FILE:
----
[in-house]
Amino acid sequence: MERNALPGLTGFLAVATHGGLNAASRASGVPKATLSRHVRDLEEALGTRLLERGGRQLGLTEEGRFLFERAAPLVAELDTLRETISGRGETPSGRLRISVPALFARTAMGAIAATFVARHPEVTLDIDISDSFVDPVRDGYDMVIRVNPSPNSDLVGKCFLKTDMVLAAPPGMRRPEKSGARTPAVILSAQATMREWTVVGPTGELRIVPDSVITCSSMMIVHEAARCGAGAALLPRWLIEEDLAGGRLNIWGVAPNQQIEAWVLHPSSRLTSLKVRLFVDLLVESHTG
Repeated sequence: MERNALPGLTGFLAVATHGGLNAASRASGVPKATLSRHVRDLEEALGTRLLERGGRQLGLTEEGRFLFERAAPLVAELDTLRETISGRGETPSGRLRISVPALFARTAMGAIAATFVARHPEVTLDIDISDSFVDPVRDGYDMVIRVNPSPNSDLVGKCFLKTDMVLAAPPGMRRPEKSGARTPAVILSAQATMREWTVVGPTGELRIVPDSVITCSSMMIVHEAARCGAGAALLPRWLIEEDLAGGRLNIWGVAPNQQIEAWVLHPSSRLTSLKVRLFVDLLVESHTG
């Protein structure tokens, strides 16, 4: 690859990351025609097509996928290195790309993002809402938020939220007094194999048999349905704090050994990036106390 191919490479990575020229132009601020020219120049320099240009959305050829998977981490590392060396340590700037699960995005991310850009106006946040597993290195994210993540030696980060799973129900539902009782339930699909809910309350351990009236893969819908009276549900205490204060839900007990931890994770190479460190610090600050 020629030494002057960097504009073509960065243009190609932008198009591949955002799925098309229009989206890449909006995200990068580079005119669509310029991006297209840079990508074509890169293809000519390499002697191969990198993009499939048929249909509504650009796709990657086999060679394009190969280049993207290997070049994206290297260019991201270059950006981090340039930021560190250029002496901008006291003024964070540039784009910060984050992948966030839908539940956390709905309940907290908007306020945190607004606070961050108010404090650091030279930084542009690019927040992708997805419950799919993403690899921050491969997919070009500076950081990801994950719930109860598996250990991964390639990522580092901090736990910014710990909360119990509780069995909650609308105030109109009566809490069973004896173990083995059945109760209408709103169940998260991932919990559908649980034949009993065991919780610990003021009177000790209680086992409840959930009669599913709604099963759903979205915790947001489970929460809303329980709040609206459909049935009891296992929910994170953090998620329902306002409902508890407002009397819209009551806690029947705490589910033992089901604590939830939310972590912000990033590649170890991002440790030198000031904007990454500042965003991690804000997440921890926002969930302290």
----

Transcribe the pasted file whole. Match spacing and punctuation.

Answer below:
[in-house]
Amino acid sequence: MERNALPGLTGFLAVATHGGLNAASRASGVPKATLSRHVRDLEEALGTRLLERGGRQLGLTEEGRFLFERAAPLVAELDTLRETISGRGETPSGRLRISVPALFARTAMGAIAATFVARHPEVTLDIDISDSFVDPVRDGYDMVIRVNPSPNSDLVGKCFLKTDMVLAAPPGMRRPEKSGARTPAVILSAQATMREWTVVGPTGELRIVPDSVITCSSMMIVHEAARCGAGAALLPRWLIEEDLAGGRLNIWGVAPNQQIEAWVLHPSSRLTSLKVRLFVDLLVESHTG
Repeated sequence: MERNALPGLTGFLAVATHGGLNAASRASGVPKATLSRHVRDLEEALGTRLLERGGRQLGLTEEGRFLFERAAPLVAELDTLRETISGRGETPSGRLRISVPALFARTAMGAIAATFVARHPEVTLDIDISDSFVDPVRDGYDMVIRVNPSPNSDLVGKCFLKTDMVLAAPPGMRRPEKSGARTPAVILSAQATMREWTVVGPTGELRIVPDSVITCSSMMIVHEAARCGAGAALLPRWLIEEDLAGGRLNIWGVAPNQQIEAWVLHPSSRLTSLKVRLFVDLLVESHTG
């Protein structure tokens, strides 16, 4: 690859990351025609097509996928290195790309993002809402938020939220007094194999048999349905704090050994990036106390 191919490479990575020229132009601020020219120049320099240009959305050829998977981490590392060396340590700037699960995005991310850009106006946040597993290195994210993540030696980060799973129900539902009782339930699909809910309350351990009236893969819908009276549900205490204060839900007990931890994770190479460190610090600050 020629030494002057960097504009073509960065243009190609932008198009591949955002799925098309229009989206890449909006995200990068580079005119669509310029991006297209840079990508074509890169293809000519390499002697191969990198993009499939048929249909509504650009796709990657086999060679394009190969280049993207290997070049994206290297260019991201270059950006981090340039930021560190250029002496901008006291003024964070540039784009910060984050992948966030839908539940956390709905309940907290908007306020945190607004606070961050108010404090650091030279930084542009690019927040992708997805419950799919993403690899921050491969997919070009500076950081990801994950719930109860598996250990991964390639990522580092901090736990910014710990909360119990509780069995909650609308105030109109009566809490069973004896173990083995059945109760209408709103169940998260991932919990559908649980034949009993065991919780610990003021009177000790209680086992409840959930009669599913709604099963759903979205915790947001489970929460809303329980709040609206459909049935009891296992929910994170953090998620329902306002409902508890407002009397819209009551806690029947705490589910033992089901604590939830939310972590912000990033590649170890991002440790030198000031904007990454500042965003991690804000997440921890926002969930302290």